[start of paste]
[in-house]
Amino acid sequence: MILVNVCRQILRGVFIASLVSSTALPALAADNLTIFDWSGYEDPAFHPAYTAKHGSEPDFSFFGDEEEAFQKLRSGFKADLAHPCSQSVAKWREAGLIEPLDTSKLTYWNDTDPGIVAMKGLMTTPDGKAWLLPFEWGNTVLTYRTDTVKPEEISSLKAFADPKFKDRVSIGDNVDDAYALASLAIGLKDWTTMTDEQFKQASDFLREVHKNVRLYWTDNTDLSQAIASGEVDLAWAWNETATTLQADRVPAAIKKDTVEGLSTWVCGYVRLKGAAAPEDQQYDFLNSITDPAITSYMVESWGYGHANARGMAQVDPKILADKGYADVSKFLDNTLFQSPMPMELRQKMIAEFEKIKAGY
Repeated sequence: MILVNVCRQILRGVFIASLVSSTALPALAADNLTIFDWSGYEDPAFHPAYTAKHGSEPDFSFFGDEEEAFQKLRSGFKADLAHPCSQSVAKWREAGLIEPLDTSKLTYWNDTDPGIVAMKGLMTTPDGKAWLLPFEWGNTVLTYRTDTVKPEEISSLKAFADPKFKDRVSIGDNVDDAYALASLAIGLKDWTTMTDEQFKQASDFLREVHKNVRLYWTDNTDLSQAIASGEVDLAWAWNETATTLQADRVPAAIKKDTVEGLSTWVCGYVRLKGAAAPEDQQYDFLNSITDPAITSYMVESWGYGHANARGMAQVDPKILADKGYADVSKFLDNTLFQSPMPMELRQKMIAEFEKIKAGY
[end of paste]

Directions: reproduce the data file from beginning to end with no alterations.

[in-house]
Amino acid sequence: MILVNVCRQILRGVFIASLVSSTALPALAADNLTIFDWSGYEDPAFHPAYTAKHGSEPDFSFFGDEEEAFQKLRSGFKADLAHPCSQSVAKWREAGLIEPLDTSKLTYWNDTDPGIVAMKGLMTTPDGKAWLLPFEWGNTVLTYRTDTVKPEEISSLKAFADPKFKDRVSIGDNVDDAYALASLAIGLKDWTTMTDEQFKQASDFLREVHKNVRLYWTDNTDLSQAIASGEVDLAWAWNETATTLQADRVPAAIKKDTVEGLSTWVCGYVRLKGAAAPEDQQYDFLNSITDPAITSYMVESWGYGHANARGMAQVDPKILADKGYADVSKFLDNTLFQSPMPMELRQKMIAEFEKIKAGY
Repeated sequence: MILVNVCRQILRGVFIASLVSSTALPALAADNLTIFDWSGYEDPAFHPAYTAKHGSEPDFSFFGDEEEAFQKLRSGFKADLAHPCSQSVAKWREAGLIEPLDTSKLTYWNDTDPGIVAMKGLMTTPDGKAWLLPFEWGNTVLTYRTDTVKPEEISSLKAFADPKFKDRVSIGDNVDDAYALASLAIGLKDWTTMTDEQFKQASDFLREVHKNVRLYWTDNTDLSQAIASGEVDLAWAWNETATTLQADRVPAAIKKDTVEGLSTWVCGYVRLKGAAAPEDQQYDFLNSITDPAITSYMVESWGYGHANARGMAQVDPKILADKGYADVSKFLDNTLFQSPMPMELRQKMIAEFEKIKAGY